Mac clone maker's lawyer denies spilling Apple secrets

Psystar CEO says Apple's inspection of Fla. office same as letting 'terrorists visit the Pentagon'

Mac clone maker Psystar's lead lawyer said he did not reveal details of the company's case to a prominent Harvard Law School professor, according to court documents.

However, K.A.D. Camera, of the Houston, Texas law firm Camera & Shipley LLP and Psystar's chief counsel, did acknowledge that he approved a "circus day" at Psystar's headquarters last month as part of a public relations strategy to spin the case its way in the media.

In a response filed with a California federal court Sept. 2, Camera answered allegations that he disclosed case secrets to Charles Nesson, the William F. Weld Professor at Law at Harvard Law School, and the founder of the Berkman Center for Internet & Society. Nesson was Camera's tort professor when the latter was at Harvard, Camera said.

"The accusation that I have somehow violated the protective order is nothing more than an attempt to distract this Court from what is at issue in this round of supplemental briefing -- namely, Apple's complete failure to provide testimony from a corporate representative on damages," Camera said in the court filing last Wednesday.

In late July, Nesson posted on his blog a copy of an e-mail exchange between Camera and Rudy Pedraza, Psystar's CEO and co-founder. Camera had copied Nesson on his reply to Pedraza.

"I've also been thinking about the upcoming visit from Apple during depo[sition] week (which in my opinion is akin to letting Terrorists visit the Pentagon)," said Pedraza in his message to Camera on July 23. "Although the idea makes me uneasy, I figure that if we let them in, we might has well have an *event* for the public the same day showcasing our products and letting customers touch and feel them first hand. How do you feel about that?" Pedraza asked.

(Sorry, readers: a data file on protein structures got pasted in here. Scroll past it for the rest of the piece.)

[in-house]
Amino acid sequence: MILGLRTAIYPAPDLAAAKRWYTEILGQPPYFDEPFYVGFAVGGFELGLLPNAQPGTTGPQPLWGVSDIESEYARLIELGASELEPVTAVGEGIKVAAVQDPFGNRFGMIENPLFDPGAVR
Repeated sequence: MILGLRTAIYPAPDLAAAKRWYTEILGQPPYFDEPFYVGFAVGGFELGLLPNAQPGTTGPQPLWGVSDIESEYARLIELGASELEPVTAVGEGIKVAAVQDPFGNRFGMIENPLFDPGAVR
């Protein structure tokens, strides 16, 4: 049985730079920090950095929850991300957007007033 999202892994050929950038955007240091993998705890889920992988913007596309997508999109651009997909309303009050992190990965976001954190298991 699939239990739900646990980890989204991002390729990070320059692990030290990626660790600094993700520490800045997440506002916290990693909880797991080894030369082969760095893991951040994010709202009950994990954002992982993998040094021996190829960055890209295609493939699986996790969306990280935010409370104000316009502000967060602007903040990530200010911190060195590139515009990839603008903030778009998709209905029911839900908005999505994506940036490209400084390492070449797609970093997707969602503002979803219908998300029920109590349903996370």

"The theme of this day would be something like 'The circus comes to town,' with everyone knowing Apple was also coming and at the same time making the public aware of how ridiculous Apple is behaving," continued Pedraza. "Of course, the key to pulling this off is planning, so we would need to get the visit date nailed down ASAP to ensure we get good media coverage."

Camera liked the scheme. "I also like the circus idea," he said in his reply to Pedraza later that day. "We need to make sure that our circus day doesn't vary in any material way from how we do business ordinarily, other than that lots of people plus Apple are also roaming around the office."

Psystar did extend an invitation to the public to "come and show your support" in an Aug. 8 entry on the company's blog. In that entry, titled, "The Circus Comes To Town," Psystar said Apple officials would visit its facility on Sunday, Aug 9. "They will observe the building process from start to finish, including the installation of OS X on our machines," an unidentified Psystar employee wrote. "We believe the only thing they will discover is what we have been open about from the start, and of course the scorching Florida heat."

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